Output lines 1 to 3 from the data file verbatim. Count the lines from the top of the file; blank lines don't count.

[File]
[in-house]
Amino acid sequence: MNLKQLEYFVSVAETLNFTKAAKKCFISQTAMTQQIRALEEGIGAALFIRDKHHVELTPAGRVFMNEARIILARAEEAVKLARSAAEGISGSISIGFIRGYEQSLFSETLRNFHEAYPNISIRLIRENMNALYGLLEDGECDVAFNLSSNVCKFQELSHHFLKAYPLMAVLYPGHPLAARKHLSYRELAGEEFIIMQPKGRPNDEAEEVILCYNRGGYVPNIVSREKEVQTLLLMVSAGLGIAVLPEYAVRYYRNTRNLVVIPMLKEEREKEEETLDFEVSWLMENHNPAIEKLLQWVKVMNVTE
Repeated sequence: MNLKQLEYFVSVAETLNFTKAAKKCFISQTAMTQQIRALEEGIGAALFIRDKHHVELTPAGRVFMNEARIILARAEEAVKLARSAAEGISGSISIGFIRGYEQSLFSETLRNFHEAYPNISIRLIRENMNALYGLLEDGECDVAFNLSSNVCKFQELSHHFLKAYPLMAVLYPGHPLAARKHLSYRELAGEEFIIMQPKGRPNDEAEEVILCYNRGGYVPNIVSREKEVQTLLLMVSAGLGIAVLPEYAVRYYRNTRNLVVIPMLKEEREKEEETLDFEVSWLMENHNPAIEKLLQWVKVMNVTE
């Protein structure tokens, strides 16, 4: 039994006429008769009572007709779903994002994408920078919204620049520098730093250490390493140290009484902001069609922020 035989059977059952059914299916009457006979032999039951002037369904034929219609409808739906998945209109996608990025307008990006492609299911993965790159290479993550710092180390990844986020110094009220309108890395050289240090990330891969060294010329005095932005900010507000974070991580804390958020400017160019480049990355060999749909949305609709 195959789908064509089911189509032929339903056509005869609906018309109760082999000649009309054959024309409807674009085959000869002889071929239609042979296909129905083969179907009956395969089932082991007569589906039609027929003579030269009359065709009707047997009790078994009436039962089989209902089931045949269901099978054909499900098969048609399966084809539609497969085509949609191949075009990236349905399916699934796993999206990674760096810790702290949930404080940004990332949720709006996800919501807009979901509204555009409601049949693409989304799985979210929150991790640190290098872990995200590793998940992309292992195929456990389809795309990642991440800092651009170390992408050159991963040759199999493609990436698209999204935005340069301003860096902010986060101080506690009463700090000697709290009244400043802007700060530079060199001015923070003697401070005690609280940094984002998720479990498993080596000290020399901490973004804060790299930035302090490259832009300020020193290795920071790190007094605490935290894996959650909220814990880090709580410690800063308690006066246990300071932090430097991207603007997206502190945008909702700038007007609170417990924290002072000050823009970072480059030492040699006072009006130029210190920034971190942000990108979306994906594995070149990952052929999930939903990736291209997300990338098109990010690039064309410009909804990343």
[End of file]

[in-house]
Amino acid sequence: MNLKQLEYFVSVAETLNFTKAAKKCFISQTAMTQQIRALEEGIGAALFIRDKHHVELTPAGRVFMNEARIILARAEEAVKLARSAAEGISGSISIGFIRGYEQSLFSETLRNFHEAYPNISIRLIRENMNALYGLLEDGECDVAFNLSSNVCKFQELSHHFLKAYPLMAVLYPGHPLAARKHLSYRELAGEEFIIMQPKGRPNDEAEEVILCYNRGGYVPNIVSREKEVQTLLLMVSAGLGIAVLPEYAVRYYRNTRNLVVIPMLKEEREKEEETLDFEVSWLMENHNPAIEKLLQWVKVMNVTE
Repeated sequence: MNLKQLEYFVSVAETLNFTKAAKKCFISQTAMTQQIRALEEGIGAALFIRDKHHVELTPAGRVFMNEARIILARAEEAVKLARSAAEGISGSISIGFIRGYEQSLFSETLRNFHEAYPNISIRLIRENMNALYGLLEDGECDVAFNLSSNVCKFQELSHHFLKAYPLMAVLYPGHPLAARKHLSYRELAGEEFIIMQPKGRPNDEAEEVILCYNRGGYVPNIVSREKEVQTLLLMVSAGLGIAVLPEYAVRYYRNTRNLVVIPMLKEEREKEEETLDFEVSWLMENHNPAIEKLLQWVKVMNVTE